This is a cytospin from the CSF of a patient with L1 acute lymphoblastic leukemia (ALL) obtained at the time of diagnosis. Notice the monotonous look to the cells present. They are of moderate size with soft fine chromatin and have a scant amount of basophilic cytoplasm. There is some irregularity and slight cleavage to the nuclear shape. Some of these blasts have cytoplasmic vacuoles. Though these blasts have a hint of a nucleolus, it not necessary for them to be present in order for these cells to be considered blasts. The relative size, chromatin texture and scant amount of cytoplasm define these cells as L1 lymphoblasts. Notice the three small densely staining normal lymphocytes indicated by the arrows, that allow for a contrast of the relative sizes and chromatin textures of the blasts with those of the normal small lymphocytes.

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Central Nervous System (CNS) Toxoplasmosis

This image represents a cerebrospinal fluid (CSF) cytospin preparation from a patient who recently received a bone marrow transplant for recurrent central nervous system (CNS) Burkitt's lymphoma. The patient was admitted to the hospital two weeks after transplant due to rapidly altering mental status. When the CSF cell count demonstrated a high white blood count (WBC) count, the first concern was a possible CNS relapse of the Burkitt's lymphoma. However, the cytospin showed many neutrophils in spite of the patients peripheral blood neutropenia. No malignant cells were identified.On closer examination of the neutrophil clusters, ovoid inclusions were noted (see arrow) as well as free banana shaped organisms (see circled area). The ovoid inclusions in the neutrophils and the free forms have lavender cytoplasm with a centrally placed cluster of reddish granules.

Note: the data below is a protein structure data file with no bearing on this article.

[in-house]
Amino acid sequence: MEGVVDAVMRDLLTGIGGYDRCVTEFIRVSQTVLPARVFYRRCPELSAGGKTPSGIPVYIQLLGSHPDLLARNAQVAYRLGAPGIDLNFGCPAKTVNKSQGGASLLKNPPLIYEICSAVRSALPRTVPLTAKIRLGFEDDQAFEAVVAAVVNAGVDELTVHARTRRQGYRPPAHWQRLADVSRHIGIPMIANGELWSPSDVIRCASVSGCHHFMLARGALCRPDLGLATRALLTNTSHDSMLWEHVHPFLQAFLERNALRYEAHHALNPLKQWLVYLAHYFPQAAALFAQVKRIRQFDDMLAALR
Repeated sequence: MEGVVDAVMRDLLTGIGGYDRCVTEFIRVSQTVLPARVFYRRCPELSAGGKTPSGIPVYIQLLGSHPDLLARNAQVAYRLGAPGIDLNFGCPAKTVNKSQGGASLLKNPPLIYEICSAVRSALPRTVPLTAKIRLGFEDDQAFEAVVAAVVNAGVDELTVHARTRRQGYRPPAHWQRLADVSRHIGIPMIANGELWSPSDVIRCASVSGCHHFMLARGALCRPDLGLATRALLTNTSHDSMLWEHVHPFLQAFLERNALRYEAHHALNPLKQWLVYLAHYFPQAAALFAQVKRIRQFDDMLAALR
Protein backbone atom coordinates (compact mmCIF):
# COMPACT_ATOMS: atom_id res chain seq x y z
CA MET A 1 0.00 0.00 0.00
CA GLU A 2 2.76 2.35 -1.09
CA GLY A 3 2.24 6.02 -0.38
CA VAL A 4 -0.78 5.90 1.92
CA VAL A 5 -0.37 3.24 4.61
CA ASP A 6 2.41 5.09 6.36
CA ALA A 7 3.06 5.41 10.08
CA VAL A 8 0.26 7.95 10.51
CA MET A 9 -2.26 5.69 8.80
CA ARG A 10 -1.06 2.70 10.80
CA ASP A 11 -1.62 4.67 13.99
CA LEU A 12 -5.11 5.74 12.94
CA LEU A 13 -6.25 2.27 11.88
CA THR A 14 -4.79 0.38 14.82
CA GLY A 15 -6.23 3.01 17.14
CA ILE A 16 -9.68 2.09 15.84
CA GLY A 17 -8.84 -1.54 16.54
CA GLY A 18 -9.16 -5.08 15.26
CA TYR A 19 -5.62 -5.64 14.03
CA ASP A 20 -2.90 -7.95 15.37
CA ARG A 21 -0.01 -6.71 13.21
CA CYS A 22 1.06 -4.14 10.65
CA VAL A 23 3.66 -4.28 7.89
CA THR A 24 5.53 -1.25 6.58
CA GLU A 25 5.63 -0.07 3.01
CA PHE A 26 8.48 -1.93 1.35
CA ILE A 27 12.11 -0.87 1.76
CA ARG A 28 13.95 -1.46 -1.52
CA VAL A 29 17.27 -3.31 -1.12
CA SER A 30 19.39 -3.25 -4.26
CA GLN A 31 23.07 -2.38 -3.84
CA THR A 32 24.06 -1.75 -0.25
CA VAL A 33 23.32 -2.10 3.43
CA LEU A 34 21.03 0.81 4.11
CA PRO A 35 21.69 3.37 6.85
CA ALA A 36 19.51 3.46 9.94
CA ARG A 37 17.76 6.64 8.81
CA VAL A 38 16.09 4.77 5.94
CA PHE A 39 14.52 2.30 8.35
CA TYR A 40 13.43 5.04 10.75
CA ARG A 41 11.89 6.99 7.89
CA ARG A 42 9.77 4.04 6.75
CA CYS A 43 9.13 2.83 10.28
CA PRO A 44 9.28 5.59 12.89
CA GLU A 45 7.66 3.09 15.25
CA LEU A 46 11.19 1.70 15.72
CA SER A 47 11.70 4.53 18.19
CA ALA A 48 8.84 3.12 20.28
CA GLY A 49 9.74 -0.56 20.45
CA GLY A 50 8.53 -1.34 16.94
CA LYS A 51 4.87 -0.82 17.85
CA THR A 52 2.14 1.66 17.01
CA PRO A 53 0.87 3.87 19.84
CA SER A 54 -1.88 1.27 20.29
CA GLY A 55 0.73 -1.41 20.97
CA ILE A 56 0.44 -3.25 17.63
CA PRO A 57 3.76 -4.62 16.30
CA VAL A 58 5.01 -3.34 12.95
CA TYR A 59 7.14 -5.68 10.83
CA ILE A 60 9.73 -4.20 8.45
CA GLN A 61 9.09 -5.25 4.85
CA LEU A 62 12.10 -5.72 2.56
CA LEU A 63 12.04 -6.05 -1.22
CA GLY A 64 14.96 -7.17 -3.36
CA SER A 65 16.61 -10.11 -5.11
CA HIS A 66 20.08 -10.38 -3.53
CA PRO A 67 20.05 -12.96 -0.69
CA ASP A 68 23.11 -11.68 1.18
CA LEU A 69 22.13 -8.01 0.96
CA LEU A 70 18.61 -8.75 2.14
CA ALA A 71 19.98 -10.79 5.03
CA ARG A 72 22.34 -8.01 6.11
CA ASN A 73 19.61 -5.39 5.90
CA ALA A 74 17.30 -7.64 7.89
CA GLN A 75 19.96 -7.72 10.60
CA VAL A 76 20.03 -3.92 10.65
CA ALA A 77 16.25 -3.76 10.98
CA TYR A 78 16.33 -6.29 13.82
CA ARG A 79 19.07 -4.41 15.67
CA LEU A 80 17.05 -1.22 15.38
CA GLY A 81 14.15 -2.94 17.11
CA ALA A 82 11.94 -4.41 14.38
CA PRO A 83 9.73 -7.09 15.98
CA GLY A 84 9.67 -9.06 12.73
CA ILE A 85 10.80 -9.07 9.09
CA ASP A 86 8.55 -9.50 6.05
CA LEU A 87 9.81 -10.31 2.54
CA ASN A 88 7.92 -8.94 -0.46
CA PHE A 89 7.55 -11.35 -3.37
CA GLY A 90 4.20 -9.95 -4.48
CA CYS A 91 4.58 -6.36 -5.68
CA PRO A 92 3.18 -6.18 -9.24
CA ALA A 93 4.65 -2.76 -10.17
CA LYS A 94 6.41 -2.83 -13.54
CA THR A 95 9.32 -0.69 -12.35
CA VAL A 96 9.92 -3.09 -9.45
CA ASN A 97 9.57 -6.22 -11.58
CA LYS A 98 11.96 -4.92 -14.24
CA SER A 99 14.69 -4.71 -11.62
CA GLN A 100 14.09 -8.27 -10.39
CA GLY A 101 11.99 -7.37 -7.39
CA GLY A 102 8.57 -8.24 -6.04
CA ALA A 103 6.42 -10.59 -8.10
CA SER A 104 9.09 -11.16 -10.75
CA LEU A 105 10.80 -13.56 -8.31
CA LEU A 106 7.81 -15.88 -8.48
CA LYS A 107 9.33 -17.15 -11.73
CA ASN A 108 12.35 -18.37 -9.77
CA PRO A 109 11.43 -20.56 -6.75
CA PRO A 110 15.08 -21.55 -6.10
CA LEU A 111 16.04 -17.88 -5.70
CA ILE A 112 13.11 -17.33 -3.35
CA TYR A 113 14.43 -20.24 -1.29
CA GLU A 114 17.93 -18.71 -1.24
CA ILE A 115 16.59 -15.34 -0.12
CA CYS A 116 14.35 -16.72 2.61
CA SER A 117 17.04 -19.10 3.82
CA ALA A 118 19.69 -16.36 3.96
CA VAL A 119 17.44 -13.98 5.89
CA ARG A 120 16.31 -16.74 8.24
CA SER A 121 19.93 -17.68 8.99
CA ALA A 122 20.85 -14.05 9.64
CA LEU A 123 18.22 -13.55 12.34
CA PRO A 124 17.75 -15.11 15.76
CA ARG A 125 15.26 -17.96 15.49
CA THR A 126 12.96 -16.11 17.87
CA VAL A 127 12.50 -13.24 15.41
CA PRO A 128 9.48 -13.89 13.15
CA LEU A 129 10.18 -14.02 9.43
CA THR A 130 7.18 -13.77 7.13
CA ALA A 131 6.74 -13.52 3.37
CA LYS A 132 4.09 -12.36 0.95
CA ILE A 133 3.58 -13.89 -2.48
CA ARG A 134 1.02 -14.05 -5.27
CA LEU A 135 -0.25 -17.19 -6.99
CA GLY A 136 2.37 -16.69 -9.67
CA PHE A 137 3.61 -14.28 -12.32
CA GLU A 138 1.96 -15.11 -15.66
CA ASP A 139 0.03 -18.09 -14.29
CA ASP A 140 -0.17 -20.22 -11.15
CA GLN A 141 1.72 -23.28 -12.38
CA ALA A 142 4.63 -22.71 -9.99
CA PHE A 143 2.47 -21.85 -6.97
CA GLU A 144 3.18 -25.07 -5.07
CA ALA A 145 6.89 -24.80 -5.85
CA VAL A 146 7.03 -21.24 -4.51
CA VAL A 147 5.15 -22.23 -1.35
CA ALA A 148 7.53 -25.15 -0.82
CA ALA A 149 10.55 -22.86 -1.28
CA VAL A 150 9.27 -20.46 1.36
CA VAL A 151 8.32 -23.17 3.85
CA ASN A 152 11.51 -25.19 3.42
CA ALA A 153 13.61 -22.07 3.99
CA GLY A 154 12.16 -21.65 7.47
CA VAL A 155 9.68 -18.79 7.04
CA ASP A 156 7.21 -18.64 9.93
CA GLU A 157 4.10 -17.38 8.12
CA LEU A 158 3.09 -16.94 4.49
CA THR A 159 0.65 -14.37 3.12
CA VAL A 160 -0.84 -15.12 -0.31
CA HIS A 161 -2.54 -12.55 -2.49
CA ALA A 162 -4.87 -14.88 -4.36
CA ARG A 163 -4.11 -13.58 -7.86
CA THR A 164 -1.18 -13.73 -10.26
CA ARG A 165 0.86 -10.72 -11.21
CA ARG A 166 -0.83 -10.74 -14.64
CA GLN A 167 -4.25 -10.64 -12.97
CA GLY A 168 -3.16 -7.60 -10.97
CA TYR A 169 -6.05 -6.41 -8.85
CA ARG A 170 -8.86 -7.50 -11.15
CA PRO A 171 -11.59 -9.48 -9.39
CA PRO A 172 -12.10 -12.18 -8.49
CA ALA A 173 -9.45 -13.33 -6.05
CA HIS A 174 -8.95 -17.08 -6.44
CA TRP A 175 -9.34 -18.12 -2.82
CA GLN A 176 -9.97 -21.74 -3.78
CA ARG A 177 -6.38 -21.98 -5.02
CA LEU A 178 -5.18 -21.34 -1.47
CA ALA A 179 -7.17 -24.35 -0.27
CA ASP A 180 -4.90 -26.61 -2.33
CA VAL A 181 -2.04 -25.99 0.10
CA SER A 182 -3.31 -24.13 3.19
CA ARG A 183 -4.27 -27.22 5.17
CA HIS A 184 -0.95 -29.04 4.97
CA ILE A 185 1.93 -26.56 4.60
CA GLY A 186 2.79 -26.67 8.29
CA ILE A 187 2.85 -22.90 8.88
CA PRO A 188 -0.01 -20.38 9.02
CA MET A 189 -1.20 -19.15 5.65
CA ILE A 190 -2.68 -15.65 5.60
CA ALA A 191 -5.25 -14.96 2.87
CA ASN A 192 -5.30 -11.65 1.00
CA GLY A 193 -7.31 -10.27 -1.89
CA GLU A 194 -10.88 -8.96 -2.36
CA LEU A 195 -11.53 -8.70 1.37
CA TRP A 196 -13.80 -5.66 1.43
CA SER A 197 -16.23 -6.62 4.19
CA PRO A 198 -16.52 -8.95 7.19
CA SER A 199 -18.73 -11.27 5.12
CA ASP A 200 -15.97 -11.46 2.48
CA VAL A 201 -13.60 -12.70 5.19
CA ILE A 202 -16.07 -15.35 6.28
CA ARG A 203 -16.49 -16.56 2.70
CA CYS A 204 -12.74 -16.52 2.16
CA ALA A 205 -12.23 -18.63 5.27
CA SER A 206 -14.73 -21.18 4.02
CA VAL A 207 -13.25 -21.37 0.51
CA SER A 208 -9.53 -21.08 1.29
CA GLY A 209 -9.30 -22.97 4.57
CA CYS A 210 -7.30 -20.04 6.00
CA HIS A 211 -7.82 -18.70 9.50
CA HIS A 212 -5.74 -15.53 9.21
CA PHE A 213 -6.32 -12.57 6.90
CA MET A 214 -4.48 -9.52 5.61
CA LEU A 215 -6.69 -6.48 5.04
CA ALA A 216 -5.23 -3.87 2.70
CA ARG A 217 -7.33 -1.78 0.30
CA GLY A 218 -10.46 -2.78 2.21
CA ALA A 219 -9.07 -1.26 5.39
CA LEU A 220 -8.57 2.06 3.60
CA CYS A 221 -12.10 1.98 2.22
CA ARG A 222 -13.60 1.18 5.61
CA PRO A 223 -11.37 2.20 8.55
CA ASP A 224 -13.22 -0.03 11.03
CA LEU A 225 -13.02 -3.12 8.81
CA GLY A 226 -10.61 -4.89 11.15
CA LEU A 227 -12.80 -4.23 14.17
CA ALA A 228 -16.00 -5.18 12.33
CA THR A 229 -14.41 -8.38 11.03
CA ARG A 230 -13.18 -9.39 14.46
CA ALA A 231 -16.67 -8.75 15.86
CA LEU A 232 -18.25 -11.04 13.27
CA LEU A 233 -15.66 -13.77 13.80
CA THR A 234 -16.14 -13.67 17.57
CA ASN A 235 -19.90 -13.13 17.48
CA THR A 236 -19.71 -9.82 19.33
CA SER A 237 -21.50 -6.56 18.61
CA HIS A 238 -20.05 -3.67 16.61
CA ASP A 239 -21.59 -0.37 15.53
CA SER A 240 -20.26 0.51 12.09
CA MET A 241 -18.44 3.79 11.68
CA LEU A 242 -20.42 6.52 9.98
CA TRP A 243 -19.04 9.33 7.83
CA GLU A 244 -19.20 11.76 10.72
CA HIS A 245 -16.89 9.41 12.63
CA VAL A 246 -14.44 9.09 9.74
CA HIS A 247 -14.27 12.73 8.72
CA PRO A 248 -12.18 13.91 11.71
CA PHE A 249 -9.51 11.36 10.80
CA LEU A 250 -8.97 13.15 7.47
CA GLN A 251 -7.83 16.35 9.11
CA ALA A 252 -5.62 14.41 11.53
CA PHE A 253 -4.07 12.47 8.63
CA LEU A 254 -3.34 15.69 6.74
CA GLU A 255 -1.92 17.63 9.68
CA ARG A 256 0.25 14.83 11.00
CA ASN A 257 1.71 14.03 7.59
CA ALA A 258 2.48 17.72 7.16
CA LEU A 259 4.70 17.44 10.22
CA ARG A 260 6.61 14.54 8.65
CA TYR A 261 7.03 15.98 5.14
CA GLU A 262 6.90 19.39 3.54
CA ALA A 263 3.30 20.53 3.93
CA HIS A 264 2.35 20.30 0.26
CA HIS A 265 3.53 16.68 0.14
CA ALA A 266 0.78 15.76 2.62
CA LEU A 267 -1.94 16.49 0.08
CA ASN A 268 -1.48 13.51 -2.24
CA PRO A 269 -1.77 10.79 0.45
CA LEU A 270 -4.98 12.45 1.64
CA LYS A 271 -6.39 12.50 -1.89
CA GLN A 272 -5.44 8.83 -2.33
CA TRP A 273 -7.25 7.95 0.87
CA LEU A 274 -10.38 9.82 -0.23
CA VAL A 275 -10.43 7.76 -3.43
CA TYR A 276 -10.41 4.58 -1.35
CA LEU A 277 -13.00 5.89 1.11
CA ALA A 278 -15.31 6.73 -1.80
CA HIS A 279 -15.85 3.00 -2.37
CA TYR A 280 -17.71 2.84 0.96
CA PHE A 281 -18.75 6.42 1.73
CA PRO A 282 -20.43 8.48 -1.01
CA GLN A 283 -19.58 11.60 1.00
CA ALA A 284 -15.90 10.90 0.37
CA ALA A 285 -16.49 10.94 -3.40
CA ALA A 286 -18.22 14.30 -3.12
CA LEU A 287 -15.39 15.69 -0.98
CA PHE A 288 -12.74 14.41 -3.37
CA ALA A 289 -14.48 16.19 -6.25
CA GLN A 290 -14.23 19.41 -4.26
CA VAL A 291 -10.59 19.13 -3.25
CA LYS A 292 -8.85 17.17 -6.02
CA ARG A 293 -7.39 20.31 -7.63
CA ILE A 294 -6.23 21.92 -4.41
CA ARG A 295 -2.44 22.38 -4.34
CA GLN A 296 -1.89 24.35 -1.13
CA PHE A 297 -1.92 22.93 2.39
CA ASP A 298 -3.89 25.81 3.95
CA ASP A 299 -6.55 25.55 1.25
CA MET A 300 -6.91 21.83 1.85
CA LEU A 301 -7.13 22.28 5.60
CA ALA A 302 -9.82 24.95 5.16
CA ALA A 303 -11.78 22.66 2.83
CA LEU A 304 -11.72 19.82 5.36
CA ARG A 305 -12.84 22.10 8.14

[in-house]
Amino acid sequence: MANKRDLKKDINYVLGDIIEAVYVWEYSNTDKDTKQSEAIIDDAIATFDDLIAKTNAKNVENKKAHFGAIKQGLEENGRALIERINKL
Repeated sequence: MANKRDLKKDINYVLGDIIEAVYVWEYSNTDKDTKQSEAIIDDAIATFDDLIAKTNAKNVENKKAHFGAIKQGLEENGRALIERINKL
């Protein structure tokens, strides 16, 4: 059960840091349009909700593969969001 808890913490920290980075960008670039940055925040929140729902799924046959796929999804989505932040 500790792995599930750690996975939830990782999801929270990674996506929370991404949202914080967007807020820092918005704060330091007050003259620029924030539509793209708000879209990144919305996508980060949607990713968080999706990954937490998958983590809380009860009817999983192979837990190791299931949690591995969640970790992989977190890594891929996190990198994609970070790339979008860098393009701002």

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Identification of tuberculosis can be performed by examination of Wright stained cytospin slides of infected body fluids.View Page
Candida albicans - Germ Tube Formation

Candida albicans is known to be a germ tube producer. The elongated, but not quite hyphal, structures that are present in this fungal group are consistent with germ tubes (see arrows).While it is possible to speculate about fungal identity from the cytospin preparation, this is truly the microbiology laboratory's role. This cytospin would be reported as "positive" for yeast and after correlating results with the microbiology laboratory, and according to your laboratory's protocols.